A massive ransomware infection has recently been reported in the news : WannaCry has contaminated more than 230 000 hosts in close to 150 countries, with a larger focus on Europe.
The malware has spread via several vectors : from mails to the exploitation of a relatively new vulnerability in SMBv1.
Devoteam’s CERT recommends upgrading supported Microsoft Windows’ operating systems with the MS17-010 patches, published on the 14th of March 2017.
It also recommended to apply the KB4012598, exceptionally published by Microsoft for obsolete systems (Windows XP, Windows Server 2003, Windows 8, Windows Vista, Windows Server 2008, WES09 et POSReady 2009).
On top of these patches, it is advised to deactivate SMBv1 and filter SMB ports (TCP 139, 445 and UDP 137, 138) on servers directly connected to the outside.
Along with the number of compromised hosts, WannaCry differs from common ransomwares because it uses an aggressive replication technique.
On the 14th of April, 2017 the ShadowBrokers group published offensive tools used by the NSA’s security team. This leak disclosed publicly unknown vulnerabilities and their associated exploits :
The corresponding patches (MS17-010) have been published a month before this disclosure.
The WannaCry ransomware uses an exploit published in this leak to spread itself automatically (worm behavior), the current version cannot duplicate in this way on patched hosts.
Once a host is compromised by the malware, it scans IP addresses from its local network then addresses on the Internet in order to find other vulnerable targets and increase the spread.
There is a Metasploit module to detect hosts without MS17-010 patches within a subnet. It is useful for a quick check without access to the operating systems’ patch-level.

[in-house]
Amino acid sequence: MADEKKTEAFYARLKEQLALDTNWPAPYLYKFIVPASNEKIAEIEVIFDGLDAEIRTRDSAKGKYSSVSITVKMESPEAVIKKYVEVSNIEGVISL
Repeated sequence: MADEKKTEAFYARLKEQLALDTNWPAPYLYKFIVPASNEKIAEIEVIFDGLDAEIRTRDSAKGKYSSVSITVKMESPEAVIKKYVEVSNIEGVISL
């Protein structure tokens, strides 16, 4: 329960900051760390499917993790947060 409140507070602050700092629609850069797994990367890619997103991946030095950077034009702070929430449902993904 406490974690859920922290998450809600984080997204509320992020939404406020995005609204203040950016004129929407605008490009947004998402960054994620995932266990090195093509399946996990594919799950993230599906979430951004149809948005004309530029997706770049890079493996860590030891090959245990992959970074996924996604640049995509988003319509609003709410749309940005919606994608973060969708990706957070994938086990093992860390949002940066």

Using traditional spreading vectors and vulnerability exploitation gives WannaCry a strong cover of the enterprise perimeter, well known for its delayed operating systems’ upgrades.
One must remember
On the 12th of May, 2017 a MalwareTech researcher discovered a behavior that might help in containing WannaCry propagation.
While reversing the malware, he found that the executable had a “stop” function, checking the existence of a static domain via DNS request.
If the domain exists, the malware does not activate its main components.
This functionality, probably implemented to check for sandboxes (which answers all DNS requests) and emergency stop, suffers from a little mistake… The domain has not been reserved before spreading the malware. MalwareTech researcher has then been able to shut down a part of the WannaCry samples just buying and activating this domain.
This version of WannaCry has then been partly stopped (because it only concerns hosts with direct access to the net) by this simple operation.
A future article will explore the ransomware’s internals, result of forensics work from Devoteam CERT.
Recent reports have stated a “patched” version of WannaCry, without this killswitch, is spreading but such a news has not been confirmed yet, samples are missing.